The economy may be slowing down, but not if you looked at the start-up scene. One Bangalore based outfit, launched in October last year, has raked in Rs 35 crore in revenues in just three months; another in Chennai is snapping up companies abroad; and yet another in Kolkata has found a niche in on-demand network security that is entirely its own.
So, who are these people coming up with gravity defying business ideas? A wide variety of professionals, as our second annual listing of India’s 10 Hottest Start-Ups reveals: executives, students, professors, and even doctors.
To zero in on the most happening young ventures, Business Today spoke to venture capitalists, executives, and industry watchers.
From a long list of names, we finally picked 10 that stood out for the uniqueness of their businesses or rapid growth. Finally, we also bring you an update on our last year’s list of hottest start-ups.
Sresta Natural BioproductsFor 10 years between 1995 and 2005, Rajashekhar Reddy Seelam, or Raj Seelam as he prefers to be called, ate no cabbage or cauliflower.
No, he’s not lachanophobic (afraid of vegetables, that is), it’s just that he can’t stomach the thought of eating what often comes with vegetables and fruits: pesticides.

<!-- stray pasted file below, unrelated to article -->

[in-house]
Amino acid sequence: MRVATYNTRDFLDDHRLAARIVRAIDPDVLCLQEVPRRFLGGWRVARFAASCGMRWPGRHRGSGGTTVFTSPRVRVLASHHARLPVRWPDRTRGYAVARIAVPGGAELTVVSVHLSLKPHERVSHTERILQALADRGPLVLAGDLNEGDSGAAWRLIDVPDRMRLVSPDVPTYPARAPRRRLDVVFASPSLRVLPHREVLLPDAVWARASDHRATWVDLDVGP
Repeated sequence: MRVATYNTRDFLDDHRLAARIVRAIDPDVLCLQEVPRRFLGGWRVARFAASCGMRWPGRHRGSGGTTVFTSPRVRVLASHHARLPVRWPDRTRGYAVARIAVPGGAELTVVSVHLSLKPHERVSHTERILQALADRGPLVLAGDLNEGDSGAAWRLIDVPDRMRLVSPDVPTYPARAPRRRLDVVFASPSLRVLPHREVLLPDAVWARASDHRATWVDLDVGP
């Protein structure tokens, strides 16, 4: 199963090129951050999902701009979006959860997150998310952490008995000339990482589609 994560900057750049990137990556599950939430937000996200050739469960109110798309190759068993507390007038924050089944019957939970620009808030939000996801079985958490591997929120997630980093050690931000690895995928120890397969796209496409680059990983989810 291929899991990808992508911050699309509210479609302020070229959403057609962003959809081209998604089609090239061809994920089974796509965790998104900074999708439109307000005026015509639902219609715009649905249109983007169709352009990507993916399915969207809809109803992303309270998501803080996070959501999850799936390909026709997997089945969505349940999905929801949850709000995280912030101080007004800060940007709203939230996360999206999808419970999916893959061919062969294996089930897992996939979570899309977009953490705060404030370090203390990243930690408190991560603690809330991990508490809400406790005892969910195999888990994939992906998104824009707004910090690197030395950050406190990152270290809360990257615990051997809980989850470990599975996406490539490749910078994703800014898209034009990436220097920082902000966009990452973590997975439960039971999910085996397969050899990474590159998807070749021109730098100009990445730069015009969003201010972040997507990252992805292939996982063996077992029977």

“These 90-to-150-day vegetables such as cabbage and cauliflower are put through 30 rounds of pesticide spray before they are picked,” says Seelam. “With cooking, the microbes get killed but the pesticide residues remain,” he says in horror.
Working closely with farmers gave him first-hand knowledge of the havoc pesticides wreak, but it also gave him a business idea, which today has taken the shape of Sresta Natural Bioproducts, a farm-to-fork organic food business in Hyderabad.
“This is something I had wanted to do for more than 10 years before I launched Sresta in 2004,” says Seelam.He has travelled a long way since. In the first year (between 2000 and 2004, Seelam spent time ‘preparing’ farms for organic cropping), he had 2,000 acres and 250 farms under organic farming, spread across five states and processing in all 200 tonnes of organic foods.
Today, he has 12,000 acres under organic farming, works with close to 1,200 farmers spread across 10 states and is able to process 6,000 tonnes of organic products (ranging from grain and fruits to pickles, jams and bakery products).
Sresta’s produce, worth Rs 6 crore last year, is sold not only in India (through his own four outlets called 24 Letter Mantra and other retailers) but also in markets such as the US and Europe, which fetch 60-70 per cent of Sresta’s revenue.
“By 2011, I want to increase processing to 25,000 tonnes,” says Seelam.
If his plans pan out, then a whole lot of health-conscious Indians—not just Seelam—may get to eat pesticide-free food.
— E. Kumar Sharma